Special thanks to P.S. for the heads-up on this one.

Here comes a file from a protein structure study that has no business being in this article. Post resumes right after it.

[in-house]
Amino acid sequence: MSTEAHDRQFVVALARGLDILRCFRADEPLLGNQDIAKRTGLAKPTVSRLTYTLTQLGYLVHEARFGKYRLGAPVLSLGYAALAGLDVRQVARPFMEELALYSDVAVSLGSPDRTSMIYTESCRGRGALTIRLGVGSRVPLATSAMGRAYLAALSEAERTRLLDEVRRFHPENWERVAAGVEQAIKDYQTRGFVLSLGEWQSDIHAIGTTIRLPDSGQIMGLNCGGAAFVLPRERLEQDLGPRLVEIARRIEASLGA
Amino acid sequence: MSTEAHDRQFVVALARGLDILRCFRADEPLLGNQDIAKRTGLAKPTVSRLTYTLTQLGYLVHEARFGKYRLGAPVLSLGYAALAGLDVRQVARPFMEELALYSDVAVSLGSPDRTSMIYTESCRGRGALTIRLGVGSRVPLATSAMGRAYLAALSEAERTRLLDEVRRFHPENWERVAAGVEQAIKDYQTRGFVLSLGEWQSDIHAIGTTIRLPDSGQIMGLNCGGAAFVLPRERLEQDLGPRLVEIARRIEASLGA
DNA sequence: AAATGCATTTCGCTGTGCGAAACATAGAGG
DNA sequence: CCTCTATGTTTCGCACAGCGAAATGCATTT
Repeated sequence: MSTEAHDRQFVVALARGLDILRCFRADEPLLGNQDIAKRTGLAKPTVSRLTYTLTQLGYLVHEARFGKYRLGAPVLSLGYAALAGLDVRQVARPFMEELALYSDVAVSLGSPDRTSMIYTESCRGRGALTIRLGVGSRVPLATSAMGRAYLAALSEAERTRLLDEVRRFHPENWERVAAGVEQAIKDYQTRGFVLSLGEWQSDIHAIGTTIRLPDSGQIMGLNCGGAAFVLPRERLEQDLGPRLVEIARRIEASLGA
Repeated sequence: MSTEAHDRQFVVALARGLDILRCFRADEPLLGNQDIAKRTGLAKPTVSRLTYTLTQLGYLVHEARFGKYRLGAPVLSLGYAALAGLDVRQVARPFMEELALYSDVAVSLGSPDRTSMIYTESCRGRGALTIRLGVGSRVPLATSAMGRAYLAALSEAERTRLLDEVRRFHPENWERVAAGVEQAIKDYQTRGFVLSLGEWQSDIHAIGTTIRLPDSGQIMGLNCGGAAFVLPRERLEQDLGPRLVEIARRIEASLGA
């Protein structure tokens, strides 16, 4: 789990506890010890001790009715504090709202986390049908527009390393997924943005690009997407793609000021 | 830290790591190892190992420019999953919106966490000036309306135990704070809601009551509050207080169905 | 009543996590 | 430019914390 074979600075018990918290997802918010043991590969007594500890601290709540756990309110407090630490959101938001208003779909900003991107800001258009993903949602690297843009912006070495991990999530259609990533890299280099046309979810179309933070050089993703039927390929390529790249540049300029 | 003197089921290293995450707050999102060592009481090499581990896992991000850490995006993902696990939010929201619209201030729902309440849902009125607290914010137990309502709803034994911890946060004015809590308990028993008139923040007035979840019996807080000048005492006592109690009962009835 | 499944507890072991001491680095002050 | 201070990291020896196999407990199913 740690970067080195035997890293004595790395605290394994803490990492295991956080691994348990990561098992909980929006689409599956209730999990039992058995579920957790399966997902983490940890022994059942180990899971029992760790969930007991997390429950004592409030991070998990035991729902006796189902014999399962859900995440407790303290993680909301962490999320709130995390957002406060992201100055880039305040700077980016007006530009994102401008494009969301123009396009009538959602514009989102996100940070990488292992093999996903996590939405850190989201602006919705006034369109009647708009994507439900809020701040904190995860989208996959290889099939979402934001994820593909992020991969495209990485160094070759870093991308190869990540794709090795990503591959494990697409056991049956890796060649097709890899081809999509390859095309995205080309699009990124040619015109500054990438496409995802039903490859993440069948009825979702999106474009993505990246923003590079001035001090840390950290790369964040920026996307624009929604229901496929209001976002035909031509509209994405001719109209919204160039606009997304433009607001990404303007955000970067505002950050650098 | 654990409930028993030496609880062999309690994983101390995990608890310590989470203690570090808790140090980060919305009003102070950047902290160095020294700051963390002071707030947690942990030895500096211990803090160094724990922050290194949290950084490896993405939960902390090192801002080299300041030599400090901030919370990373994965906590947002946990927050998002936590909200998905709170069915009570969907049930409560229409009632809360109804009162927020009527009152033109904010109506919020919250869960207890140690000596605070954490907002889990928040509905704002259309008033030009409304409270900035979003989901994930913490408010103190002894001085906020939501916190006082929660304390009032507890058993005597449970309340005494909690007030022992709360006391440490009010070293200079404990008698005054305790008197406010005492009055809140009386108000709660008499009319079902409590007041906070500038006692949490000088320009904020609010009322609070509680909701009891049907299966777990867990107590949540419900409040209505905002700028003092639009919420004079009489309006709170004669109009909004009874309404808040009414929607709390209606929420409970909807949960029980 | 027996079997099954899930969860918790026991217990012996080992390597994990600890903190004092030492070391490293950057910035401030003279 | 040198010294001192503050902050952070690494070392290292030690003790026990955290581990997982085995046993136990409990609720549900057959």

UPDATE: (Several hours later and after much thought) Back on the soapbox and no apologies this time... These new regulations are simply ridiculous and blatantly discriminatory. Let me give you a real life ethnographic example, someone I am very familiar with: Mr. S. has lived in Japan for 10 years. He has a permanent residence visa. He owns a house in Japan and has a mortgage with a Japanese bank. He works as a professor for a well-known university. His entire life is in Japan. For every one of the previous things mentioned, getting a permanent residence visa, buying a house, getting a mortgage, getting a job, he has faced "special treatment" because he was a foreigner. Most people would consider such special treatment as discrimination plain and simple. Mr. S. has done the Japanese thing throughout these events - he accepted them, persevered and uttered the appropriate "well that's the way things are and it can't be helped..." Mr. S. lives in Japan. One of the greatest pleasures he has is returning home to Japan after family-related or otherwise required trips to the country he has left behind. Mr. S. has virtually given up everything from his former country to the point where it would be impossible to return to any sort of normal life there. He is a refugee (albeit a willing one) of globalization. And now when he returns "home" from trips abroad he will be treated as a possible criminal and a possible terrorist because he is not officially Japanese. Mr. S. has a passport and a permanent residence visa. He has a re-entry permit and a foreign residence registration card. He is listed as a citizen in the city where he lives. He pays local and national taxes (without the right to vote - another "well that's the way things are and it can't be helped..."). Mr. S. is enrolled in the national insurance program (and has no insurance in his country of origin) and pays into the national pension scheme (which is more than some Japanese politicians, including the new prime minister, have done; Prime Minister Fukuda resigned as chief cabinet secretary in 2004 after it was revealed that he "missed" some of his pension payments - oh how soon they forget...). He has a name stamp registered at his local city hall which has been used on numerous occasions on numerous Japanese legal documents. Surely Japan must realize Mr. S. is not a criminal or a terrorist. Hasn't Mr. S. jumped through enough hoops already? Why must he give up more personal freedoms? Do you feel sorry for Mr. S.? Don't - for he is only one man. But there are thousands and thousands more like him in Japan. How can this happen? A sign of the times? A poor excuse, as it has been these kinds of policies that has brought on these "times." So what are we gonna do about it? Can we do anything? Can we afford to do anything without fear of repercussion? Mr. S. is tired and needs to sleep...